Melbourne Victory's revival not complete until they beat Sydney FC

Melbourne Victory fans, like most A-League Men (ALM) supporters, have quite become familiar with going without across the past two seasons -- mostly due to the COVID-19 pandemic and its destabilising and sometimes paralysing effect on Australian football. For other voids, however, the virus is only able to claim partial credit; the complete absence of an actual competitive Big Blue rivalry between their club and Sydney FC falling into this latter camp.

When the traditional Australia Day meeting between the two old foes rolls around this Tuesday -- moved one day forward due to the Socceroos' clash with Vietnam on Thursday -- it will mark almost three years to the day since Victory last defeated their lighter-hued rivals: Ola Toivonen and James Troisi propelling a Kevin Muscat-coached team to a 2-1 win on Australia Day, 2019.

Since then, the two have met eight times, for a total of eight Harboursider wins.

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It's a damning form guide in isolation and yet, at the same time, fails to properly capture the context of just how abject Victory has been during this period. Under the guidance of Steve Corica, Sydney has scored 23 goals -- 2.8 a game -- during this run whereas Victory, led by a revolving door of coaches in the likes of Muscat; Marco Kurz; Carlos Salvachua; Grant Brebner; and Steve Kean, netted on just four occasions.

In 2020-21, as years of hubris came home to roost and the club capitulated to a first-ever wooden spoon, Victory failed to score a single goal in three attempts. At times, their attempts to keep up with their rivals looked so hapless it almost engendered a sense of pity and it was telling that towards the end of 2020-21, a young squad simply being able to prevent an embarrassment was considered something of a face-saving "win."

But especially in an ALM context, where a wooden spoon doesn't consign one to rebuilding in the second-tier and seeking promotion back to the top-flight, turnarounds can arrive mightily fast. And in 2021-22, "pitiful" is far from the minds of the Victory fans increasingly making their way back to AAMI Park. Instead, the phrase one would use, potentially with an expletive or two in front if you're a fan of an opposing team, is rising.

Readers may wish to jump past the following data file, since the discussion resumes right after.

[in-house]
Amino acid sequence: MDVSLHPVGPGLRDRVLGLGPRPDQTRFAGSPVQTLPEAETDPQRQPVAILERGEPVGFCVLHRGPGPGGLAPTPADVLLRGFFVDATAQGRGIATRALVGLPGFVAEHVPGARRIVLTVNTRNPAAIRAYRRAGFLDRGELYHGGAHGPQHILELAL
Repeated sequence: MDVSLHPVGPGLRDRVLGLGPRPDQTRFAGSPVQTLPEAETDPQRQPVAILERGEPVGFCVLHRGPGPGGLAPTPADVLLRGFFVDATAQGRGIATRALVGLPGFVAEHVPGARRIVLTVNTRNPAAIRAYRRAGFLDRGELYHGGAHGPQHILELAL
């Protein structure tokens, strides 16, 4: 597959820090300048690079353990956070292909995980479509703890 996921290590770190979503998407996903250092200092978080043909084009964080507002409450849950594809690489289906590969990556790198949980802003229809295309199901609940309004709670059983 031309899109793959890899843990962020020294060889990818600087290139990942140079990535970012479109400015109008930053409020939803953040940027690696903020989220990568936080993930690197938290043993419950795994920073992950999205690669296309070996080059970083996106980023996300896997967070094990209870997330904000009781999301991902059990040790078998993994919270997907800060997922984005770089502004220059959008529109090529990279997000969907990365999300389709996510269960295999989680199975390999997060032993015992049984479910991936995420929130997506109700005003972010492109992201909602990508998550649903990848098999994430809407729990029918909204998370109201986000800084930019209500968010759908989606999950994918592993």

New coach Tony Popovic at the helm, Victory heads into Tuesday top of the ALM table and one win away from their first FFA Cup final since 2015. After just seven games, they are a single victory away from equalling their total from the previous season and only the Newcastle Jets possess a greater goals and assists per 90 minutes ratio than their 3.14. Just over two months into the season, oddsmakers have placed them alongside Melbourne City as favourites to take out the title.

However, though their nascent campaign seems to have the momentum of a runaway freight train, it's Victory's lone defeat this season that might best encapsulate the turnaround in perceptions that the fallen giants have undergone in 2021-22.

Riding high off the back of two straight wins to open their campaign, Popovic's side welcomed his former side Perth Glory to AAMI Park in round three, fully expecting to continue their momentum against a West Australian outfit at the beginning of a long East Coast road trip (if only they knew). They promptly lost 3-0.

Yet when the vanquished made their way over to the north end of the stadium to perform a conciliatory act of recognition of their fans -- something the holdovers from the previous campaign were quite used to -- they were not met by hostility but, instead, songs proclaiming that "Melbourne boys are still No. 1." Whereas the conclusion to Victory's woeful 2021-22 was marked by jeers, protests and the dwindling number of die-hards reduced to singing songs of legends that had long since left, the faithful were now signing for their team even in the face of a disappointing defeat.

Undoubtedly, strong on-field returns have served to bolster this shift in attitude; singing when you're winning is a cliche for a reason, after all. But perhaps more important to this metamorphosis is that there is a genuine perception that Victory's men's football department is united around a singular direction and vision for what the club wants to achieve -- one that stretches beyond paying lip service to a nebulous "Victory way." Further, there is a belief that while they are new to AAMI Park, those entrusted with this task have sufficient runs on the board at an ALM level to justify the faith. Such optimism goes a long way to giving heart in the face of short-term disappointment.